Astronaut grows beef in space

The experiment was led by Israeli startup Aleph Farms with support from Russian biotech company 3D Bioprinting Solutions and USA -based Meal Source Technologies and Finless Foods.

Israeli clean meat startup Aleph Farms, which unveiled the world's first slaughter-free steak grown from animal cells late previous year, says it has conducted a most unusual experiment to make its meat product on the International Space Station (ISS) some 248 miles (339 km) away.

For the first time ever, meat was created in space - but no animals were harmed in the making of this 3D bioprinted "space beef".

Aleph Farms' production method of cultivated beef steaks relies on mimicking a natural process of muscle-tissue regeneration occurring inside the cow's body, but under controlled conditions.

NASA astronauts Scott Kelly (R) and Kjell Lindgren taste vegetables grown in space on the International Space Station in 2015. The tissue is very small (just 1.5 millimeters across), but this marks an important proof of concept, showing that the futuristic meat can also be grown in space. Bioprinting is a process in which biomaterials, like animal cells, are mixed with growth factors and the material "bioink", and "printed" into a layered structure. That's right. Meat has been bioprinted in space.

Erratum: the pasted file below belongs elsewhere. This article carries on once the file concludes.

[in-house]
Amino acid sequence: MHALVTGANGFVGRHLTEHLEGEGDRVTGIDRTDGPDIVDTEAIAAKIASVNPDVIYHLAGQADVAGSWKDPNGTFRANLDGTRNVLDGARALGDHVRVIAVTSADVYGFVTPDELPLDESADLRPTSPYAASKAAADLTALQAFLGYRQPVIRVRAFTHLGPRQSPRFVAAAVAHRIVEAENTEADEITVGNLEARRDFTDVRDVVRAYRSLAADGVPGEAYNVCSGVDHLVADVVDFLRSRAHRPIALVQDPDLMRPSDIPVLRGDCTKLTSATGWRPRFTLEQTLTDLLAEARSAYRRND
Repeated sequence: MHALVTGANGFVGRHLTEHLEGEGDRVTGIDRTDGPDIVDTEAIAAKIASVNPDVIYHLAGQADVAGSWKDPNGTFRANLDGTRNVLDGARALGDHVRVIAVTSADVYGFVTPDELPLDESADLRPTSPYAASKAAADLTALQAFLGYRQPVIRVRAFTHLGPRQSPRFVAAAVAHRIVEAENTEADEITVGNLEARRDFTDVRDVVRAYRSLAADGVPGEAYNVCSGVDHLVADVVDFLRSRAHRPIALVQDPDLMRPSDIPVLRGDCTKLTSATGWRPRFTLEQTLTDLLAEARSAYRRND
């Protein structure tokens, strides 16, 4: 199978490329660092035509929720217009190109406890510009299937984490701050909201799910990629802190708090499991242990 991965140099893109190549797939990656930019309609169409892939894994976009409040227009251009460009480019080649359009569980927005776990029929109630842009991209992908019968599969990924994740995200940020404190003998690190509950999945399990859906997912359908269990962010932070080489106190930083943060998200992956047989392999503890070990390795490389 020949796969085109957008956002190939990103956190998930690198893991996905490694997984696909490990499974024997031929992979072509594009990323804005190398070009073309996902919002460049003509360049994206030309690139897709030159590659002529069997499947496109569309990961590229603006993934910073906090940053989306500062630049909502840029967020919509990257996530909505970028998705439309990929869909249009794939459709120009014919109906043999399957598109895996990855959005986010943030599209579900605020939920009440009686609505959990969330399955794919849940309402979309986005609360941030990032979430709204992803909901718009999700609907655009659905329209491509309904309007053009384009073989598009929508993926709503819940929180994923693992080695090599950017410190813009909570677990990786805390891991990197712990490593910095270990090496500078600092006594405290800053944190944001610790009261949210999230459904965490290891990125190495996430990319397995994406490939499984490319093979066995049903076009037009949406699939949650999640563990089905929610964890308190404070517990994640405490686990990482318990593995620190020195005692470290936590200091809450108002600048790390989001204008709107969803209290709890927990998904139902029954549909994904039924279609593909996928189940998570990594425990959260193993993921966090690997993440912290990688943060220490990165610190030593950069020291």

The team used a technique called 3D bioprinting - essentially, 3D printing biological cells. "Maturing of bioprinted organs and tissues in zero gravity proceeds much faster than in Earth gravity conditions".

Aleph Farms' lab-grown steak.

Lab-grown meat could be the key to feeding a growing world population in the future.

On Earth, only certain Bovine cells were amassed.

In an historic report published on the 10th of September 2019, the Intergovernmental Panel on Climate Change, established by the United Nations, has emphasized the integral contribution of the conventional animal farming methods on climate change, creating "a challenging situation worse and undermining food security".

The reasoning behind Aleph Farm's efforts to produce "slaughter-free meat in space", as the company describes it, is because of climate change, according to a press release sent by the company to

"Our planet is on fire and we have no other one today".

Didier Toubia, CEO of Aleph Farms, said: "We are working on a new method to produce the same meat, but in a way that uses less than half of the greenhouse gases". However, Aleph's Yoav Reisler said that the company planned to build on the experiment and make synthetic beef steaks available on terra firma using large-scale "bio-farms".